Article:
This kind of design plan generates negotiation innovators. Curiosity and engagement of opposing and diverse points of view lead to what designers call ‘breakthrough’ thinking. When negotiators can create a culture of collaboration and inclusion, they are able to encourage others, seek support from others, and lead an effective analytic and problem solving process in order to create practical new solutions.

Skills of mindfulness, self-awareness, feedback, self-disclosure, problem identification, listening, and empathy are critical components to innovation, creativity and power for the 21st century.

During this last year, we have dismantled much of the negative mythology that surrounds negotiation power in our vocabulary. You can continue to increase your power and leverage by reviewing any or all of the Laws. Continue to practice the concrete steps and look at the suggested readings. I am grateful for all of the feedback, stories, and questions about the Laws of Power.

There are many more questions to ask, stories to share, and creative ways to apply the Laws!

I look forward to continued participation in this emerging learning and practice community. We will all continue to inspire, provide insight and become involved in supporting others who create value in their personal and professional negotiation and mediation.

Power, more than ever, is unleashed when talented negotiators create value where none existed before!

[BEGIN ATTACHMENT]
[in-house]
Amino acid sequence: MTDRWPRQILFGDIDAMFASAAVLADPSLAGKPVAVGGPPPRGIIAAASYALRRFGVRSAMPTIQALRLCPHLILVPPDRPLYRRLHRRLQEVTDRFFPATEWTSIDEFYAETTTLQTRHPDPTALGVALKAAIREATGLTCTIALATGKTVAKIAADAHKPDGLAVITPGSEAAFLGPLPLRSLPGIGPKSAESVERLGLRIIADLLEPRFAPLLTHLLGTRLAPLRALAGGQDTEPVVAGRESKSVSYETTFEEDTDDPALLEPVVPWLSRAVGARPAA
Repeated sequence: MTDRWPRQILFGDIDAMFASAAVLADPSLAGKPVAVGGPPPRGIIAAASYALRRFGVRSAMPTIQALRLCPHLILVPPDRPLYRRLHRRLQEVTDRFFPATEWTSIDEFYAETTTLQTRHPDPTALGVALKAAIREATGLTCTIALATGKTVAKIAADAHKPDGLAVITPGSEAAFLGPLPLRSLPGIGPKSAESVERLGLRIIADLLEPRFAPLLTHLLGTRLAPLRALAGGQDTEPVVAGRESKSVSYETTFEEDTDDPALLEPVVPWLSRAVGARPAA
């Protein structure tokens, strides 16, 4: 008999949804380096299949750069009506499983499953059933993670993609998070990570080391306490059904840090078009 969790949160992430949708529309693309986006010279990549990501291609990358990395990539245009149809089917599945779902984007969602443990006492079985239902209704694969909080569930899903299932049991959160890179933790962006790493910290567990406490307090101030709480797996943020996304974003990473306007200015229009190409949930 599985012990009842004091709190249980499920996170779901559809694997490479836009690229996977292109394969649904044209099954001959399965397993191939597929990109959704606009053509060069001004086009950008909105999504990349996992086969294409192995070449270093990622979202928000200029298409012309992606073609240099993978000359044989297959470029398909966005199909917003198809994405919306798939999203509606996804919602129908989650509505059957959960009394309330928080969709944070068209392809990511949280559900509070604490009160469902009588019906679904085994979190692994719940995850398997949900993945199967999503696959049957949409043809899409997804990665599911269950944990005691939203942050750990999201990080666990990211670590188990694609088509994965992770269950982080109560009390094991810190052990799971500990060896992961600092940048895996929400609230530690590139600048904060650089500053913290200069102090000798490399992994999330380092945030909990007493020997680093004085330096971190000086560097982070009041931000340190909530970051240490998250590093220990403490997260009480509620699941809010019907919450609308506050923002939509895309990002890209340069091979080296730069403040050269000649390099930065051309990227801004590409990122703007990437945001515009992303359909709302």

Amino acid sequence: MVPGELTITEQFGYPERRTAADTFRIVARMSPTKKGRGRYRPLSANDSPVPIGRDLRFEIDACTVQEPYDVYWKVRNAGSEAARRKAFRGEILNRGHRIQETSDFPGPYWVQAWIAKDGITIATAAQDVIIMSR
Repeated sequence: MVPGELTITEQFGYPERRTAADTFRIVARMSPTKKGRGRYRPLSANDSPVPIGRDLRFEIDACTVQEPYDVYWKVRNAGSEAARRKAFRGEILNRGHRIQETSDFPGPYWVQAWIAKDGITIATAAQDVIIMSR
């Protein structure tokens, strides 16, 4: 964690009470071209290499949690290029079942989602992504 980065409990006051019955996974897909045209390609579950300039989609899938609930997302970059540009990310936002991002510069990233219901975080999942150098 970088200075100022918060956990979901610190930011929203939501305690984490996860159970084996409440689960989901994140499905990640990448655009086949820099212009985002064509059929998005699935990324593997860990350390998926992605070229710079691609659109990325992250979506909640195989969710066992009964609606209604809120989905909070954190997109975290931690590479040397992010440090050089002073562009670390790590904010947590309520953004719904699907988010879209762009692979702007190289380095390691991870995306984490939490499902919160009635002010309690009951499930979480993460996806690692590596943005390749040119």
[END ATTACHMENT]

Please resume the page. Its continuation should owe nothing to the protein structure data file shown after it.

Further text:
Law 48 Exercises

1.Take time every day to focus on the sources of power and leverage you possess.

2.Spend time connecting with positive and uplifting people who support human potential.

3.Seek out the counsel of others when you need to develop options and solutions to powerless situations.

4.Remember to prepare for power on the physical, social, emotional, intellectual and spiritual level.

<img src=”http://knowledgenetwork.thunderbird.edu/worldcafe/files/2009/09/powerwor…” alt=”powerwords” width=”103″ height=”43″ align=”left” /><strong>48 Laws for 21st Century Global Negotiators: </strong>Join Thunderbird Professor Karen S. Walch, Ph.D., as she explores the laws of power for 21st century global negotiators. Each Monday she discusses one law and provides an exercise to identify and enhance individual negotiation power. <a href=”http://knowledgenetwork.thunderbird.edu/worldcafe/power/” target=”_self”>Go to the main menu for the series</a>.